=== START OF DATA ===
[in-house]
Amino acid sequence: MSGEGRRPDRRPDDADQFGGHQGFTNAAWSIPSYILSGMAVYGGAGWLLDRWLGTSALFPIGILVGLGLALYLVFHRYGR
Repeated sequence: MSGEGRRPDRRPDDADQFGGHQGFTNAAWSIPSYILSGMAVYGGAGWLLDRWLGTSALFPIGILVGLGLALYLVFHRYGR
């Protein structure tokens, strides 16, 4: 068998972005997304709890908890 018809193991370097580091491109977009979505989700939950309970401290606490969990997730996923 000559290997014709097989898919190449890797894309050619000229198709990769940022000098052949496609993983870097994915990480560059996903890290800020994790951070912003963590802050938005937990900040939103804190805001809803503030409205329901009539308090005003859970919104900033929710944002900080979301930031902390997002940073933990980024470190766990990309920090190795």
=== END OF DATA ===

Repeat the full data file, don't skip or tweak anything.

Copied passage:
[in-house]
Amino acid sequence: MSGEGRRPDRRPDDADQFGGHQGFTNAAWSIPSYILSGMAVYGGAGWLLDRWLGTSALFPIGILVGLGLALYLVFHRYGR
Repeated sequence: MSGEGRRPDRRPDDADQFGGHQGFTNAAWSIPSYILSGMAVYGGAGWLLDRWLGTSALFPIGILVGLGLALYLVFHRYGR
């Protein structure tokens, strides 16, 4: 068998972005997304709890908890 018809193991370097580091491109977009979505989700939950309970401290606490969990997730996923 000559290997014709097989898919190449890797894309050619000229198709990769940022000098052949496609993983870097994915990480560059996903890290800020994790951070912003963590802050938005937990900040939103804190805001809803503030409205329901009539308090005003859970919104900033929710944002900080979301930031902390997002940073933990980024470190766990990309920090190795």